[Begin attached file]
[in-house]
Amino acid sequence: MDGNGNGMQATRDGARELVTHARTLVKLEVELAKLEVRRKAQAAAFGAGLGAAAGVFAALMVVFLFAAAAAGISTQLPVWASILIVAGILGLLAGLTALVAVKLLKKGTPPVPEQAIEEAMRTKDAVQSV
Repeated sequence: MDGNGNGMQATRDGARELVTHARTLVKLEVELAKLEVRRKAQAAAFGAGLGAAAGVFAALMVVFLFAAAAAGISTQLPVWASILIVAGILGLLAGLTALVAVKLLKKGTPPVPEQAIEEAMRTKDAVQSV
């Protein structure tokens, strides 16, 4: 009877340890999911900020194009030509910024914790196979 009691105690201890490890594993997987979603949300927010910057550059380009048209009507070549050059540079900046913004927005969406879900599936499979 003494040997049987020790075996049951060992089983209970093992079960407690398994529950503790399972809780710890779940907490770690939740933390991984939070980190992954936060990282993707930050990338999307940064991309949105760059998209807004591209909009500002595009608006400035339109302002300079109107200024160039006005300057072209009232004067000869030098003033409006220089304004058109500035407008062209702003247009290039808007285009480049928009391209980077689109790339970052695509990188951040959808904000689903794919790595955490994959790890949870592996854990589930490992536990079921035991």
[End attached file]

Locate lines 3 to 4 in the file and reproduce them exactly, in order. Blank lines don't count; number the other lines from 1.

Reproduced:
Repeated sequence: MDGNGNGMQATRDGARELVTHARTLVKLEVELAKLEVRRKAQAAAFGAGLGAAAGVFAALMVVFLFAAAAAGISTQLPVWASILIVAGILGLLAGLTALVAVKLLKKGTPPVPEQAIEEAMRTKDAVQSV
């Protein structure tokens, strides 16, 4: 009877340890999911900020194009030509910024914790196979 009691105690201890490890594993997987979603949300927010910057550059380009048209009507070549050059540079900046913004927005969406879900599936499979 003494040997049987020790075996049951060992089983209970093992079960407690398994529950503790399972809780710890779940907490770690939740933390991984939070980190992954936060990282993707930050990338999307940064991309949105760059998209807004591209909009500002595009608006400035339109302002300079109107200024160039006005300057072209009232004067000869030098003033409006220089304004058109500035407008062209702003247009290039808007285009480049928009391209980077689109790339970052695509990188951040959808904000689903794919790595955490994959790890949870592996854990589930490992536990079921035991």